Cal Poly San Luis Obispo turned away more than 13,000 first-time freshman applicants who had high school grade-point averages of 4.0 or higher as the university sifted through applications in the most competitive selection year in over a decade, newly released data shows.
The university accepted less than a third of high school applicants, turning away more than ever before, according to data provided by the university.
Of the nearly 54,070 first-time freshmen who applied, 15,350 were selected for admission and 4,850 have preliminarily accepted as of Monday, according to Jim Maraviglia, Cal Poly’s associate vice provost for marketing and enrollment development.
Maraviglia said the university was forced to turn away 13,194 first-time freshman applicants with a GPA of 4.0 or higher. That’s well more than last year when more than 10,000 4.0 students were rejected.
It’s a “pretty incredible demand at Cal Poly,” he said.
Of those accepted, the average GPA was 4.09, he said. The average SAT score was 1402, and the average ACT score was 30.
The rate of acceptance was lower this year than ever before. The university turned away 38,720 students, accepting only 28.4 percent of those who applied, data show.
School officials said that’s because of the high number of applicants and the limited space available, in part, because more enrolled students are staying longer than four years.
“The first priority is to currently enrolled students,” Maraviglia said. “Just because you have more applications, doesn’t mean you’re going to have more capacity. We’re at capacity; We’ve been at capacity for 30 years.”
The number of applications the university received this year didn’t break last year’s record of 54,663. Still, it received thousands more application than any year preceding 2018.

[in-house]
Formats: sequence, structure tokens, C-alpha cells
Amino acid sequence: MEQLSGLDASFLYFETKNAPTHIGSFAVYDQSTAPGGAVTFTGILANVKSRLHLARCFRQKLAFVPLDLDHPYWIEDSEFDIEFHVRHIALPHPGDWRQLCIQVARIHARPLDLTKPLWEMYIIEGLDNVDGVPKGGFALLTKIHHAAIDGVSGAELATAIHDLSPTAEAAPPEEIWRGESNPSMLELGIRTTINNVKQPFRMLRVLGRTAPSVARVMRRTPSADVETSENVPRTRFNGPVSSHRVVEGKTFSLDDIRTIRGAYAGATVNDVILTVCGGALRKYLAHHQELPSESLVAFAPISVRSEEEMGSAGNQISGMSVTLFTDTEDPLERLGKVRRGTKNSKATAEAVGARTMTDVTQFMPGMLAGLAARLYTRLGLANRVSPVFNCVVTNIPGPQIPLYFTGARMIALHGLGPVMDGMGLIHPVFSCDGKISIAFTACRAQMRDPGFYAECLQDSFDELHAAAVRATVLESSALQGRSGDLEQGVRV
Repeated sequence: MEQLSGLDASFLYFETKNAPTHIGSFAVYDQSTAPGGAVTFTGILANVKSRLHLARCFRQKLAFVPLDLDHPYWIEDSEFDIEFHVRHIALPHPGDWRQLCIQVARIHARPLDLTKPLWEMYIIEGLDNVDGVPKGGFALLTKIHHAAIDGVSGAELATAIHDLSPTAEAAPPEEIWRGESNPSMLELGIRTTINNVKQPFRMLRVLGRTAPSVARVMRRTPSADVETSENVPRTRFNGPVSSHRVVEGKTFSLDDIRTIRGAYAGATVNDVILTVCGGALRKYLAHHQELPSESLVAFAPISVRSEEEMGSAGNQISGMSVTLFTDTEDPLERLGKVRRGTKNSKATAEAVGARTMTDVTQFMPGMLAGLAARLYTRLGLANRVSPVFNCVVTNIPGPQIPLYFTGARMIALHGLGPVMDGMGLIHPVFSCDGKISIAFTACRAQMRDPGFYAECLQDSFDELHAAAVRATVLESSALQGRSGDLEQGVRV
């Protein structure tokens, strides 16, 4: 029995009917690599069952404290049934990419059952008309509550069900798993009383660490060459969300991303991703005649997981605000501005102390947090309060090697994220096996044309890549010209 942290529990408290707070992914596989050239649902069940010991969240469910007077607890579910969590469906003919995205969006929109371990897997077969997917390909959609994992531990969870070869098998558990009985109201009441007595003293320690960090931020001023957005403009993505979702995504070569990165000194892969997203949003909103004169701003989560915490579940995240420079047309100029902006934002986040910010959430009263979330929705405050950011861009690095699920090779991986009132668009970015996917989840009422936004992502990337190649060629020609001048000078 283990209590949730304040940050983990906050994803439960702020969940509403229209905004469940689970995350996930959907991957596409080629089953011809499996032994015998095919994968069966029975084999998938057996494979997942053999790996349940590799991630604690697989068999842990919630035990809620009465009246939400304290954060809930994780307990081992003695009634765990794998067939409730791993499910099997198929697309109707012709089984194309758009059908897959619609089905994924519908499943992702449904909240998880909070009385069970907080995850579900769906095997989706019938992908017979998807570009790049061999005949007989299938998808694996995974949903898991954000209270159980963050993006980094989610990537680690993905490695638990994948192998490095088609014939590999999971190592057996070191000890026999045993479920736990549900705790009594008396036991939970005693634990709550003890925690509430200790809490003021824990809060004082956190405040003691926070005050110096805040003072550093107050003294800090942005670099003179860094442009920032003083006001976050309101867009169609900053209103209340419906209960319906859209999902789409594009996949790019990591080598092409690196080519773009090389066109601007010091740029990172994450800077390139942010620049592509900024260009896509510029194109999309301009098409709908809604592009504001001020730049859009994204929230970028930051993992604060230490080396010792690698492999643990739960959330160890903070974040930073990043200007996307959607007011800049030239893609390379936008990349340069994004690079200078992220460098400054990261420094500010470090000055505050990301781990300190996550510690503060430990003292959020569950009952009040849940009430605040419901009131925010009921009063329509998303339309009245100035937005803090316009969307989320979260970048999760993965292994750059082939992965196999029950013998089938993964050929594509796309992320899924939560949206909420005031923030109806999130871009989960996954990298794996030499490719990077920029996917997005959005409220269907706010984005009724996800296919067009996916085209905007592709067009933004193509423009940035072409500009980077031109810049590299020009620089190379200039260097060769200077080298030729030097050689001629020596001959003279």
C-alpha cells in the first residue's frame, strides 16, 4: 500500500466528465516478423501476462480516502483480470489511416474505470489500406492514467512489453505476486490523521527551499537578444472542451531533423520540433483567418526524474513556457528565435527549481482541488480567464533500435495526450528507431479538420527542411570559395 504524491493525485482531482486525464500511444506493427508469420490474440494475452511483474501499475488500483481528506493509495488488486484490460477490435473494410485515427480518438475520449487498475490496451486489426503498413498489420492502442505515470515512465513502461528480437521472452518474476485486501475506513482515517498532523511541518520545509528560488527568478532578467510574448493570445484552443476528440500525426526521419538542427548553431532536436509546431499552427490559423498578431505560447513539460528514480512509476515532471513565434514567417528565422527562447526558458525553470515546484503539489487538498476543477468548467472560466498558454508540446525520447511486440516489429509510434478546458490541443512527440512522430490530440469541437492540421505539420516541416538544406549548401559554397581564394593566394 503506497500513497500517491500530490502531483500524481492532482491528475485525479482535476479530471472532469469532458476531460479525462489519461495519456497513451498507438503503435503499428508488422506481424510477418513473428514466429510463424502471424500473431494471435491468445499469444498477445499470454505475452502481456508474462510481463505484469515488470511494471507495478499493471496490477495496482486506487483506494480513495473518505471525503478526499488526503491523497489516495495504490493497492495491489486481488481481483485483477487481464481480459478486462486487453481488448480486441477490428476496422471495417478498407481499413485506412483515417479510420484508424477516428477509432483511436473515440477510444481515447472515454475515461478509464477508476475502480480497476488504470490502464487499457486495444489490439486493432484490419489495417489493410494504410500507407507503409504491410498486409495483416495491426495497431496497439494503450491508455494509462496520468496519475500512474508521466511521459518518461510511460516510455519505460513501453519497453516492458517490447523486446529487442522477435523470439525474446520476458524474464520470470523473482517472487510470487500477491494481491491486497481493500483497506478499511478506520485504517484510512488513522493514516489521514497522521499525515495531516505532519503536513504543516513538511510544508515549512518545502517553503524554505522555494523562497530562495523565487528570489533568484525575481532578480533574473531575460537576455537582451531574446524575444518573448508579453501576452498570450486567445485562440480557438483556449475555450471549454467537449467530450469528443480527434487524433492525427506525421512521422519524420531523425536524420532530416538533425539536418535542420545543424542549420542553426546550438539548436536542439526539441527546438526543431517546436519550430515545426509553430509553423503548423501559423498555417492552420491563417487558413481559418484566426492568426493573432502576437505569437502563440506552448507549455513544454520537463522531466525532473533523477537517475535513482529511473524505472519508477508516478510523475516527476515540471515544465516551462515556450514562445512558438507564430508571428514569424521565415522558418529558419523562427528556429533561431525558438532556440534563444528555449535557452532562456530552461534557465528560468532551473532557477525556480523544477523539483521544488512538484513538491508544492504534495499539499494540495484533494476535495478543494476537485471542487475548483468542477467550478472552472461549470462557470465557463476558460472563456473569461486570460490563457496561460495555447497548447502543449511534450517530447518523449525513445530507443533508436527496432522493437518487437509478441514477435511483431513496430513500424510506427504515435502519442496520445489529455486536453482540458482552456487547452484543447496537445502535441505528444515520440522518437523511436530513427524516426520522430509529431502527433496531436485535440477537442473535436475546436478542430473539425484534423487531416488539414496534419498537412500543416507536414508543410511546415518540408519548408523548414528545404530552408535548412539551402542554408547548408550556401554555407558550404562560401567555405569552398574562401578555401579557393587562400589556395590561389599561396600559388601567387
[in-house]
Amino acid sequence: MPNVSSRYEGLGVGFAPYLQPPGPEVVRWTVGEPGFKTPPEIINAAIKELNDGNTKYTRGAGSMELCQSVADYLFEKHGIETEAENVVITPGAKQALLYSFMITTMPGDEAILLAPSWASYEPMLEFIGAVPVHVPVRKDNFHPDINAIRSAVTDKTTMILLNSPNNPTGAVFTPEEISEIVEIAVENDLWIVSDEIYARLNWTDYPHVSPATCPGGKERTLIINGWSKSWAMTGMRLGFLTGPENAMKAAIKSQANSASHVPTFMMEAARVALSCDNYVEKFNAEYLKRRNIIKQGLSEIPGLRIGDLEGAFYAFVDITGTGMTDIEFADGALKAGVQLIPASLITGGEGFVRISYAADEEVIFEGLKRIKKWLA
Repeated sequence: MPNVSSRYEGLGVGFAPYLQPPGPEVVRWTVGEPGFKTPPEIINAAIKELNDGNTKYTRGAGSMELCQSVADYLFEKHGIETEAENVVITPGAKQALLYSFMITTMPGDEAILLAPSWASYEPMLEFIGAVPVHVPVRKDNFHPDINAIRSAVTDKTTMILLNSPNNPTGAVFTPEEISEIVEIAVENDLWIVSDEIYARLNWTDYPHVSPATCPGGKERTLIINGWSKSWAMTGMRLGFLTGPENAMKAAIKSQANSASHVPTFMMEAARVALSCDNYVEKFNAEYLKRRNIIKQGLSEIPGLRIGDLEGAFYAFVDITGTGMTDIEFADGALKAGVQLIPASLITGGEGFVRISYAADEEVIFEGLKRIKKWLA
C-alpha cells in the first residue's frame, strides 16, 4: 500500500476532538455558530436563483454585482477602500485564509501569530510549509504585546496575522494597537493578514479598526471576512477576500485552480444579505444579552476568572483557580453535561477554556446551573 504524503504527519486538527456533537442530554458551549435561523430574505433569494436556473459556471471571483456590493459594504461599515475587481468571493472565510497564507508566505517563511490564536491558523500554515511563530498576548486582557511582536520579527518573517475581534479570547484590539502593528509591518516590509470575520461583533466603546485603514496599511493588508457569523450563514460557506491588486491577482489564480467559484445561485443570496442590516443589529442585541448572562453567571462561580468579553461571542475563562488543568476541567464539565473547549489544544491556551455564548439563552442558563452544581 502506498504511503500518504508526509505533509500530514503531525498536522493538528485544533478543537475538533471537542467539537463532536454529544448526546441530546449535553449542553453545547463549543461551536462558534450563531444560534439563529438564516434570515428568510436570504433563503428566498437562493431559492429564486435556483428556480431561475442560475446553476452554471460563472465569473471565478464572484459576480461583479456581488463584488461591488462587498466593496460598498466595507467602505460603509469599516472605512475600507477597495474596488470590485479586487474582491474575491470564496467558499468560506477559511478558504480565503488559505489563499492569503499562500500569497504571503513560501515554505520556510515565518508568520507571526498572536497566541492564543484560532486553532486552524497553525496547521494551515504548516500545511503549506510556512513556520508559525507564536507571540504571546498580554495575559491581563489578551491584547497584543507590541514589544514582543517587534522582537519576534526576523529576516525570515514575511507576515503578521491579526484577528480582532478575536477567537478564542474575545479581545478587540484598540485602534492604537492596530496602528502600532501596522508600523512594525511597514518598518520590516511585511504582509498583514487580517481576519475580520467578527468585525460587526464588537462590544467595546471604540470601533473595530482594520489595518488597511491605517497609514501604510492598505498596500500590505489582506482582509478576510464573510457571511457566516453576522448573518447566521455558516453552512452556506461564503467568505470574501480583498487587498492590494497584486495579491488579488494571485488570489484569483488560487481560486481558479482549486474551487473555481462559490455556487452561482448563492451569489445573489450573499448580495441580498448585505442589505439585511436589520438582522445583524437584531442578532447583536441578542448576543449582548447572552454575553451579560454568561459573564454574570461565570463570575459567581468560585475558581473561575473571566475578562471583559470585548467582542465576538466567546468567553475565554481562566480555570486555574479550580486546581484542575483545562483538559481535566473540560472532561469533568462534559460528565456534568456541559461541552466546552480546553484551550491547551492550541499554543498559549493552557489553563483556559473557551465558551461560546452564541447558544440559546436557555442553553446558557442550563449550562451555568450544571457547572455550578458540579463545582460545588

That trend is not unique to Cal Poly.
The California State University system for the past decade has seen yearly increases in the number of applications.
The system received more than 1 million applications during the primary application period for admission to the fall 2019 term, according to CSU officials. That’s up from around 615,000 10 years ago.
System officials attribute that to a few different factors, including that more students are applying to multiple campuses.
Toni Molle, director of public affairs for the CSU Chancellor’s Office said it’s also because “more and more people are understanding the value of attending college and how it can better one’s life from both an economic as well as a societal perspective, and CSU campuses offer a high-quality, affordable education.”
And, “while the number of high school graduates in the state has been fairly steady for the past few years, the trend is that more of those graduates are eligible for admission to a CSU campus having completed A-G coursework (required college preparatory classes, like English and math).”
Gender and race
The incoming group of freshmen is shaping up to be the most diverse cohort the university has ever had, based on preliminary numbers, Maraviglia said. That could change depending on which students who have enrolled follow through with attending.